Since we couldn’t invite everyone, we toyed with the idea of inviting absolutely no one. We did need witnesses, though, and recruiting strangers for this purpose on the day sounded a bit too stressful; I’m not good at talking to new people at the best of times. After a chance viewing of the 30 Rock episode where Liz’s awful ex Dennis and his new wife are the only people she can find to attend her spur-of-the-moment wedding, we decided to recruit one friend each to act as our witnesses. One was sworn to secrecy, and the other only found out on the day that he was going to a wedding.
We were married at the local town hall, wearing outfits we already owned and inexpensive rings from eBay (wedding rings, much like wedding dresses, somehow all look alike to me). Afterwards, we went to a nearby bar for drinks; I don’t know how much these cost since a witness kindly insisted on footing the bill. Later we had coffee and cake, and then went home on the bus to make some surprise phone calls.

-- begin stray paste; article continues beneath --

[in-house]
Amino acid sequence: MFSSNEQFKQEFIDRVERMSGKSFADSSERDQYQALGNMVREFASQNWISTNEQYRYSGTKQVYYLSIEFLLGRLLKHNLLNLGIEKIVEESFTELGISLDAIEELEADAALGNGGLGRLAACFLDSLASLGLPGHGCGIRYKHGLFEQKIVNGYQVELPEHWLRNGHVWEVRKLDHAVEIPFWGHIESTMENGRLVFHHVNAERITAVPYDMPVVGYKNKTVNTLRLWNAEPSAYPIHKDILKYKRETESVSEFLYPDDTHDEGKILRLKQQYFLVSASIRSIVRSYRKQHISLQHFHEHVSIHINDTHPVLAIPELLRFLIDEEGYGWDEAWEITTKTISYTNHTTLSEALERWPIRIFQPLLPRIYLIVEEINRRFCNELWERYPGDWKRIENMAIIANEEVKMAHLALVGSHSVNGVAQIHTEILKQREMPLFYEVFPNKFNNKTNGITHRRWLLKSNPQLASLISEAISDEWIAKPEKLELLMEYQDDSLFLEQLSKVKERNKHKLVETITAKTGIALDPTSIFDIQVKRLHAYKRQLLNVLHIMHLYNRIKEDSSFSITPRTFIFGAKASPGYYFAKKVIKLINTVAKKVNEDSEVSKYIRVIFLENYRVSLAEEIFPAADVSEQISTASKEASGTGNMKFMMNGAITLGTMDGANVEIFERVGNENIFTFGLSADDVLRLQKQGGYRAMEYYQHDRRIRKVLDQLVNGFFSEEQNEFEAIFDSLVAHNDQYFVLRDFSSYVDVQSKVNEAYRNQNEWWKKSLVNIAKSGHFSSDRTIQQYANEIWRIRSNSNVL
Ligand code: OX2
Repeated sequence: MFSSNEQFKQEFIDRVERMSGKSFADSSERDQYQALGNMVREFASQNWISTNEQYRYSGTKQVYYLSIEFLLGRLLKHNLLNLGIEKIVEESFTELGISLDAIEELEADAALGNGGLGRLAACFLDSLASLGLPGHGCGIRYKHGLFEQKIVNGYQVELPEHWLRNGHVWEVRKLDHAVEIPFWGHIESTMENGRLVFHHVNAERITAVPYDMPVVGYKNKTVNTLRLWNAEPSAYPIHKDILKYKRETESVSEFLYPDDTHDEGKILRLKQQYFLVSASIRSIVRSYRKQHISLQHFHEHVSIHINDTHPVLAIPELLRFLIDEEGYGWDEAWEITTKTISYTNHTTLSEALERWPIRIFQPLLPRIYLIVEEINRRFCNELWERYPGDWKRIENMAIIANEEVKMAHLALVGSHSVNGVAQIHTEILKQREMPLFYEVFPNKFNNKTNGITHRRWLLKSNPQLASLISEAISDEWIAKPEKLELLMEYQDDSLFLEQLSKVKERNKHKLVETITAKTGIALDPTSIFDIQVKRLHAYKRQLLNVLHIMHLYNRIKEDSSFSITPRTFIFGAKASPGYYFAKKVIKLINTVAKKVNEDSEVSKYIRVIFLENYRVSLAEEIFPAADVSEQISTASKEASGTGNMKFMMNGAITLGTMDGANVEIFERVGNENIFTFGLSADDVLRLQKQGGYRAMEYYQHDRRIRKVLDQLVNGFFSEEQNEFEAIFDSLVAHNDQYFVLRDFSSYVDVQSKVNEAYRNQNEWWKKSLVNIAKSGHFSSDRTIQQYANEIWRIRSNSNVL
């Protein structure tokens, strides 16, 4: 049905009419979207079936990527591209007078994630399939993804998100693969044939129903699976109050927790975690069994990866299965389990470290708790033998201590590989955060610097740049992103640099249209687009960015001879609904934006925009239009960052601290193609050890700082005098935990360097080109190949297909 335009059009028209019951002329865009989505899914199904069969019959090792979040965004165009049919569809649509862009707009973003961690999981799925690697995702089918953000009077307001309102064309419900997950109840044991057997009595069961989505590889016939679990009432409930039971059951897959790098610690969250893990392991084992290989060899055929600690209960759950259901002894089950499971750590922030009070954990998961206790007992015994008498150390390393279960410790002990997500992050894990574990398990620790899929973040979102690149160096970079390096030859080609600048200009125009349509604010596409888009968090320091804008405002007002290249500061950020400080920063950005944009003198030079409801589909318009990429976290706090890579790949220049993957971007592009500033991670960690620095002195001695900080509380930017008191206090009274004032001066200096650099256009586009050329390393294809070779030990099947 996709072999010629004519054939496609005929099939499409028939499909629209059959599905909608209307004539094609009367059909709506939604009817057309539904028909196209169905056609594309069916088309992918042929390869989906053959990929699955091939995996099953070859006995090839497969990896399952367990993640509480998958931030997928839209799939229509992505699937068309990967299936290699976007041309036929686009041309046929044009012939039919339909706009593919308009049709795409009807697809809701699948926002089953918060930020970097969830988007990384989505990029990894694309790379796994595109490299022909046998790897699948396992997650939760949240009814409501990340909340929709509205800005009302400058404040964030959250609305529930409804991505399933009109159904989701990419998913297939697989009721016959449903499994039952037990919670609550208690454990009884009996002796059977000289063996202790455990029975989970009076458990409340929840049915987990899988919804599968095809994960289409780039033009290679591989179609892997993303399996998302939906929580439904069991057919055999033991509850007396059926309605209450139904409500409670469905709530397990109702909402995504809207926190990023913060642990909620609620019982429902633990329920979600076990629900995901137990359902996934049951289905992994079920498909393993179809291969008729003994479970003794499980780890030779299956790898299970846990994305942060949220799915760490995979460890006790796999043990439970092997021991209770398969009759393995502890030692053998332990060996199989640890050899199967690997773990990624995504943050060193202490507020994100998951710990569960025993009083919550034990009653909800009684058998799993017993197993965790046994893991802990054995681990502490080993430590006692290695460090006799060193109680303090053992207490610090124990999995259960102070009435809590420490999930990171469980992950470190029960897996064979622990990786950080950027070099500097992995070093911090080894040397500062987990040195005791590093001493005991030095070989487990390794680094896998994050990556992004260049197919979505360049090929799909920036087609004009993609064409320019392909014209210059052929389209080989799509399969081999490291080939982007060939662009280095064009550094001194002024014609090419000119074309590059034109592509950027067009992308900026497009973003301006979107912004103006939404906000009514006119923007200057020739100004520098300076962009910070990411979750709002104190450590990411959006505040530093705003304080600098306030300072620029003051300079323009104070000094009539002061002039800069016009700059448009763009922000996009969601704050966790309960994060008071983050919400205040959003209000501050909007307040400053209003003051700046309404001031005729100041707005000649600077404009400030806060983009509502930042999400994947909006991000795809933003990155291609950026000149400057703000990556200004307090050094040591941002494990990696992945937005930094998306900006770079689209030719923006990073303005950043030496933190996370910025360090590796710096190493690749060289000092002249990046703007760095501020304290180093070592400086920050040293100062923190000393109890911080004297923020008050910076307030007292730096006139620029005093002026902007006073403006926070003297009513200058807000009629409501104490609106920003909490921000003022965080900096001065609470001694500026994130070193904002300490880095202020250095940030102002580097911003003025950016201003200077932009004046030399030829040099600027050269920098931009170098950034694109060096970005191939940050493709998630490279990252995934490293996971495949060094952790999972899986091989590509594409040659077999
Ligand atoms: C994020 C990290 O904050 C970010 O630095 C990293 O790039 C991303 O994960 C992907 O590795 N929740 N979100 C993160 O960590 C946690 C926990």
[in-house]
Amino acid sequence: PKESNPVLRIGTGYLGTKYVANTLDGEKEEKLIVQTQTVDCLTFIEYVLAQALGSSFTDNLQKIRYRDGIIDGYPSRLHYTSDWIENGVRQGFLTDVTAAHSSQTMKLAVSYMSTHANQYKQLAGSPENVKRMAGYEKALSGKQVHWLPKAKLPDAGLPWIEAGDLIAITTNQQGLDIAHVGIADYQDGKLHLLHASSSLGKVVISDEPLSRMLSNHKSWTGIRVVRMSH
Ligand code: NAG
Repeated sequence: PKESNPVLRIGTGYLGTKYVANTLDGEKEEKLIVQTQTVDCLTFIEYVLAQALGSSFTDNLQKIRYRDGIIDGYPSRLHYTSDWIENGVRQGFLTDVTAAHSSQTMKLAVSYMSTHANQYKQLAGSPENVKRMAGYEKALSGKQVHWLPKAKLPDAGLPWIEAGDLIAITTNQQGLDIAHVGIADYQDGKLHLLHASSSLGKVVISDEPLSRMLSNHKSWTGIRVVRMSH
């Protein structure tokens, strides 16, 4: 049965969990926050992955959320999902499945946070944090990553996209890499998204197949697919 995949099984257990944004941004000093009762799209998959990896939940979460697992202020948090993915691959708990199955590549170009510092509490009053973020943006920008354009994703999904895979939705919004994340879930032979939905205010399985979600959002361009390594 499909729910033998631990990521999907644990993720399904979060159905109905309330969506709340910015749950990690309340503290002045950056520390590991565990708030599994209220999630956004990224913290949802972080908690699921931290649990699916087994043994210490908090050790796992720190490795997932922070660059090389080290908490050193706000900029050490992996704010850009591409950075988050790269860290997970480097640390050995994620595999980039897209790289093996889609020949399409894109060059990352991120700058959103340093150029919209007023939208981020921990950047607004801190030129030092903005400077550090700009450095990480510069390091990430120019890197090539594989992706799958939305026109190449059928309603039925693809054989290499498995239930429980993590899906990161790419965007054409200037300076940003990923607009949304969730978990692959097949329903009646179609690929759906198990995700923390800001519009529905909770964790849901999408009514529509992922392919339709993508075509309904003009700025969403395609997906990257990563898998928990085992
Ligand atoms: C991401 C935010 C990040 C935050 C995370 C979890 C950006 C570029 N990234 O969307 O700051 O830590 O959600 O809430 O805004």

Without further ado, here’s a breakdown of our expenses. I have only included costs incurred specifically by the wedding; for example, I’d bought my dress several years before with no original intention of getting married in it, so it’s not listed in the costing below.
Giving our notice of marriage: £70, or £35 per person. (This is a legal requirement in the UK and must be done at least 28 days before the ceremony)
Registrar fees: £135
Administration fee: £35 (I assume this charge included our copy of the marriage certificate, since we didn’t pay for that separately)
GROOMING AND APPEARANCE
Groom’s luxury shave: £20 (We were going to buy this for our male witness too, but he’d already shaved)
Bride’s shoes: £25 from an outlet shop
ADDITIONAL COSTS ON THE DAY
Transport: £12 (two bus trips and a taxi)
Lunch: £33 (some had a better lunch than others; see below)
Post wedding drinks: ?? (Paid for by witness)
Coffee and cake: £12
GRAND TOTAL: £407 (or around $520)
For context, when I googled “average British wedding cost,” the figures ranged from £20,000 to £30,000 (or about $26,000 to $39,000). In the interests of balance, I also came across an article at The Money Pages that claimed the median average cost — as opposed to the mean average — was only £8,000, and nearly a quarter of those surveyed spent £2,000 or less. (That research was done by a dubious finance company, so it’s possible those surveyed were in a lower income bracket to begin with.)